# Find Jordan Decomposition of $\begin{pmatrix} 4 & 0 & 1 \\ 0 & 1 & 0 \\ 1 & 0 & 3 \end{pmatrix}$ over $\mathbb{F}_5$

Find the Jordan decomposition of $$A := \begin{pmatrix} 4 & 0 & 1 \\ 0 & 1 & 0 \\ 1 & 0 & 3 \end{pmatrix} \in M_3(\mathbb{F}_5),$$ where $$\mathbb{F}_5$$ is the field modulo 5.

What I've done so far The characteristic polynomial is $$\begin{equation} P_A(t) = (4 - t)(1-t)(3-t) - (1-t) = -t^3 + 8t^2-18t+1 \equiv 4t^3 + 3t^2 + 2t + 1 \mod5. \end{equation}$$ Therefore, $$\lambda = 1$$ is a zero of $$P_A$$, since $$4+3+2+1 = 10 \equiv 0 \mod 5$$. By polynomial division one obtains $$P_A(t) = (t + 4)(4t^2 + 2t + 4) = (t + 4)(t + 4) (4t + 1) \equiv 4 (t + 4)^3$$ Therefore $$\lambda = 1$$ is the only eigenvalue of $$A$$. Calculating the eigen space we calculate the kernel of $$A + 4 E_3$$ and obtain $$\text{span}\left( \begin{pmatrix} 1 \\ 0 \\ 2 \end{pmatrix}, \begin{pmatrix} 1 \\ 1 \\ 2 \end{pmatrix} \right)$$ Since $$(A + 4 E_3)^2 = 0$$, the kernel of $$(A + 4 E_3)^2$$ is the whole space. Now, I choose $$v := (1,0,0) \in \text{ker}(A + 4 E_3)^2$$ such that $$v \not\in \text{ker}(A + 4 E_3)$$. We calculate $$(A + 4E)v = (3,0,1)$$ and then $$(A + 4E) \begin{pmatrix} 3 \\ 0 \\ 1\end{pmatrix} = \begin{pmatrix} 0 \\ 0 \\ 0 \end{pmatrix},$$ but the zero vector can't be a basis vector of our Jordan decomposition.

Have I made a mistake in my calculations?

• The Jordan form is given by $J=\begin{pmatrix} 1 & 0 & 0 \cr 0 & 1 & 1 \cr 0 & 0 &1 \end{pmatrix}$. Over $\Bbb C$ it is $diag(1,\lambda,\mu)$, where $\lambda,\mu$ are the roots of $t^2-7t+11$. – Dietrich Burde May 20 at 18:36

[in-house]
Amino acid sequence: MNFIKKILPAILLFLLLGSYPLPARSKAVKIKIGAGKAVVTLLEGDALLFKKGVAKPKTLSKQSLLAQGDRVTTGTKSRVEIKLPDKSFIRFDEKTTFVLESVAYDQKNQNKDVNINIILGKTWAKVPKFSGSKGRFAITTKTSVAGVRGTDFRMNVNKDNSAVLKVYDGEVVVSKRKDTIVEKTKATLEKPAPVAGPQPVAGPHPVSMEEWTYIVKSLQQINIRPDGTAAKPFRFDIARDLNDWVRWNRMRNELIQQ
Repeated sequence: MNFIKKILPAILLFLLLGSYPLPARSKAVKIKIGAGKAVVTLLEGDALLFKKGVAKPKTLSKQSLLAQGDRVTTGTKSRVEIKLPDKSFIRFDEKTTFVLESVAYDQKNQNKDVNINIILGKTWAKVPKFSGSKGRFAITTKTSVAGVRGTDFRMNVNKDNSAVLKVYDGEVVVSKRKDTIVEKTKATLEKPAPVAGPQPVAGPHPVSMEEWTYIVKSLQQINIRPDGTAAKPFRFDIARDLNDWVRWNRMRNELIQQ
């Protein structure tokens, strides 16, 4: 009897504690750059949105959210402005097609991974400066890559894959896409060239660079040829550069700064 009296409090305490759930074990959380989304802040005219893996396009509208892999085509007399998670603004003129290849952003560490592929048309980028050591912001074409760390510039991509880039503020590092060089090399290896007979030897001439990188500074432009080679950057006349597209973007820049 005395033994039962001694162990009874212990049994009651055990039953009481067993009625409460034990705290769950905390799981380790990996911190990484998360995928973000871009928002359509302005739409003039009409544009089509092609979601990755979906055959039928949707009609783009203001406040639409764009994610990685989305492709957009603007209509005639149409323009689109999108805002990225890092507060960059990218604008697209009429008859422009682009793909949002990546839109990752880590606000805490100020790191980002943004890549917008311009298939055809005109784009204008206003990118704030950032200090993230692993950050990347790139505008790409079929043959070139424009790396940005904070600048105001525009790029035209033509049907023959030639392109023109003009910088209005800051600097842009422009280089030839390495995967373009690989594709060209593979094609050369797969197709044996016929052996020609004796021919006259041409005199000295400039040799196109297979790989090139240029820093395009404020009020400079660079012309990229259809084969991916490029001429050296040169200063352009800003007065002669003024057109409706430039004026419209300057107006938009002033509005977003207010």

• Conjugate the matrix with $S=\begin{pmatrix} 3 & 2 & 4\cr 1 & 0 & 0 \cr 1 & 4 & 0\end{pmatrix}$ to obtain $J$. – Dietrich Burde May 20 at 18:39
• I really like the minimal polynomial for this. You see $A-I$ has rank one. Fine. Both $(A-I)^3$ and $(A-I)^2$ are a bunch of multiples of 5, meaning both are zero over the given field. Then take any column vector $w$ that is NOT an eigenvector, let $v = (A-I)w$ will be an eigenvector, finally choose column $u$ as an eigenvector that is independent of $v.$ The matrix $P = (u,v,w)$ provides $P^{-1}AP = J.$ Meanwhile, take care to confirm your $P P^{-1} = P^{-1}P = I$ over that field – Will Jagy May 20 at 18:50
• By the way, $(0,1,0)^T$ is a much cleaner basis element for the eigenvectors. – Thomas Andrews May 20 at 19:36
• @DietrichBurde I don't see how decomposition over $\mathbb{C}$ helps in this case. And what does "conjugate the matrix with $X$" mean? – Viktor Glombik May 20 at 22:15

Your calculations are fine. However, by definition of kernels, an element of the kernel of $$(A+4E)^2$$ vanishes when applying $$A+4E$$ to it twice, so you should not be surprised. You just made the wrong conclusion. The eigenvector $$(3,0,1)$$ together with the generalized eigenvector $$(1,0,0)$$ form part of a Jordan basis giving you a Jordan block of size $$2$$. All you need to do is add another eigenvector which is linear independent to $$(3,0,1)$$, for example $$(1,1,2)$$.